SCOTCH PLAINS, NJ — The Scotch Plains council meeting on Tuesday featured a presentation on the township's affordable-housing obligations.

"Thirty-something years ago, the courts determined that every community has a Constitutional obligation to provide affordable housing," explained Township Attorney Bob Renaud. "As long as we come up with a compliant plan, the township gets to decide where the affordable housing would go."

Otherwise, the state or COAH, the Council on Affordable Housing, can tell a municipality what its need will be and where it should be placed.

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"Municipalities provide hypothetical numbers that probably won't be final numbers, but may be in the ballpark," Renaud added. "We don't know if it will involve litigation."

Scotch Plains' plan is being drafted by Jill Hartman, who advises municipal governments on affordable housing. She was uncertain what the township's final number of affordable housing units will be at this point.

During her presentation, Hartman explained that Scotch Plains has senior housing in place, as well as six affordable units at Lamberts Mill Village. She was not able to provide the exact number of the township’s affordable-housing obligations.

COAH used to allow for RCA (Regional Contribution Agreements) that enabled a developer to pay a municipality money. The local governing body could then enter into an agreement with another municipality to develop affordable housing units. (Scotch Plains arranged with Linden for 175 units to be built.) Such agreements are no longer permitted.

Hartman explained that 75 percent of affordable units must be for families, while just 25 percent can be set aside for seniors. She also said that there are some group homes in Scotch Plains that are considered affordable.

Potential sites discussed as possible locations for affordable housing units in Scotch Plains include the properties currently owned by Parker Gardens (Terrill Road) and Bowcraft (Route 22). There is also a 1.2-acre parcel on North Avenue that could potentially be used for affordable housing.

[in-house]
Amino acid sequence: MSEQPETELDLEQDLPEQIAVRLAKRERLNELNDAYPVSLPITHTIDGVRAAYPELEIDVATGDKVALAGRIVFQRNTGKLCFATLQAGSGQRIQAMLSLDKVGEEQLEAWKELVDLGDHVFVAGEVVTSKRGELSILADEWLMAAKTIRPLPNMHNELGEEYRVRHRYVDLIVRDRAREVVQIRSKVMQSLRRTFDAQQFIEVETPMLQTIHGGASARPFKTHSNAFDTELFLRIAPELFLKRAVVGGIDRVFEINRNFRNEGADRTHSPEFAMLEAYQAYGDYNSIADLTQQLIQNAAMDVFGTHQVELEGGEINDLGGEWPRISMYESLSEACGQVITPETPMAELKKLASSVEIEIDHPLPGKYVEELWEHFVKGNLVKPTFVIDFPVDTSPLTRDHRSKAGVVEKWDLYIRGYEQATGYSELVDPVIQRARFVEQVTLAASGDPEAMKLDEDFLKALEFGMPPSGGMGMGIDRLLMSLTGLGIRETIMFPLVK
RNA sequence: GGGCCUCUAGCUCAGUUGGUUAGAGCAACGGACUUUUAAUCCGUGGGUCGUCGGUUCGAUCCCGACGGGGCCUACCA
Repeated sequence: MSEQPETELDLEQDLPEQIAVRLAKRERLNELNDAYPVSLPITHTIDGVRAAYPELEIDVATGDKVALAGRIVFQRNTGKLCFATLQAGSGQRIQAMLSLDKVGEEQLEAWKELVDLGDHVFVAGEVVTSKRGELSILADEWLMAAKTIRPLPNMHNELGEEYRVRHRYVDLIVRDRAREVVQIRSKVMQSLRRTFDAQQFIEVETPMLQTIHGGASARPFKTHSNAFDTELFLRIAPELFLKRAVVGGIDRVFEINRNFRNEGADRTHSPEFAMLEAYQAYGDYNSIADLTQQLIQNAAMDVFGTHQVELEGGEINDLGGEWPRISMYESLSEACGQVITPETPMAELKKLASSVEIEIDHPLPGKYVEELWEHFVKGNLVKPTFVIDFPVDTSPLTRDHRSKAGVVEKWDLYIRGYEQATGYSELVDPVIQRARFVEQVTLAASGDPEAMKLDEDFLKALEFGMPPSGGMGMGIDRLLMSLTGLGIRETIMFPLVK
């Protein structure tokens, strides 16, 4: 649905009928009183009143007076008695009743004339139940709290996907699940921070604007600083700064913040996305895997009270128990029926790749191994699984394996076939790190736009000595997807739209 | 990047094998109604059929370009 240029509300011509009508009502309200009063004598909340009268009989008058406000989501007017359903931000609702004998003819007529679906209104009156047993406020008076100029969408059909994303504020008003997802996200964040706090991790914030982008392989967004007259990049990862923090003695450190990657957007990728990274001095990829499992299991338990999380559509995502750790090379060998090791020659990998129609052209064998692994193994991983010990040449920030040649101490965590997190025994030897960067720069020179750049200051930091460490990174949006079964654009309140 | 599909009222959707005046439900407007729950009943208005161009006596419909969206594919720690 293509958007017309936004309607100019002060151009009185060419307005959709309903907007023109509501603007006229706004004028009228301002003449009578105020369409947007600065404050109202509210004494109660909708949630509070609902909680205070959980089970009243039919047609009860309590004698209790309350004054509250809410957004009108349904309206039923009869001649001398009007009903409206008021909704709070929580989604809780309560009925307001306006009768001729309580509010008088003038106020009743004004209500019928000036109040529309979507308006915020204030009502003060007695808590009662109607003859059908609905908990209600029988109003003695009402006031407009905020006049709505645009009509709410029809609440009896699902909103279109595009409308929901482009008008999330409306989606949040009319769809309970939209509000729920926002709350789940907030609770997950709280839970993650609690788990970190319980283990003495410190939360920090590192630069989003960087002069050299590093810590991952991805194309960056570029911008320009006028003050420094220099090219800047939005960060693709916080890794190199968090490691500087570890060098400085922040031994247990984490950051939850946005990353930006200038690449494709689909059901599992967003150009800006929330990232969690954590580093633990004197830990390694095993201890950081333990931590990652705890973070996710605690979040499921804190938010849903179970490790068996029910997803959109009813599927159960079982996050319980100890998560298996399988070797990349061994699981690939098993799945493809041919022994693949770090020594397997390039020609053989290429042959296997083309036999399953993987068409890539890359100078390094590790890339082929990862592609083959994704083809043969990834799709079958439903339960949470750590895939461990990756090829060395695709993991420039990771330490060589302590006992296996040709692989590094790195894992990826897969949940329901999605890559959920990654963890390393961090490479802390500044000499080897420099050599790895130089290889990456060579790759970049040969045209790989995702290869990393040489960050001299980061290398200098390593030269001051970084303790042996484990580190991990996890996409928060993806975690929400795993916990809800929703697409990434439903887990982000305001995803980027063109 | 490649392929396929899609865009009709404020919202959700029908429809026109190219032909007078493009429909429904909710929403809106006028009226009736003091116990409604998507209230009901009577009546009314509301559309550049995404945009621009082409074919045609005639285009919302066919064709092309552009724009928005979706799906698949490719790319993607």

Deputy Mayor Colleen Gialanella expressed dismay that Scotch Plains had rejected a developer's plans to make what is now Parker Gardens into a community for senior citizens. She said the development could have included affordable-housing units that would have helped the township to meet its obligations without significantly impacting the Scotch Plains-Fanwood school district.

"We had an opportunity to build at Parker Gardens. It would have taken long-range foresight, a long range plan, rather than short sighted responsiveness," Gialanella said. "We could have significantly increased the amount of tax revenue coming into the community. It would have been age-restricted, and it would have met part of the affordable housing requirement we are now going to be faced with."

Mayor Kevin Glover defended the decision to reject the Parker Gardens proposal following input from the Scotch Plains police and fire departments and rescue squad about safety issues.

Currently, an age 55+ community is being developed at Shackamaxon Country Club. Gialanella emphatically noted that none of the Shackamaxon units will be set aside for affordable housing. She also warned that the public should be well informed about affordable housing units (so that residents would not surprised when units are set to be built in their neighborhoods).

To view the entire council meeting from Tuesday, Dec. 15, 2015, click here: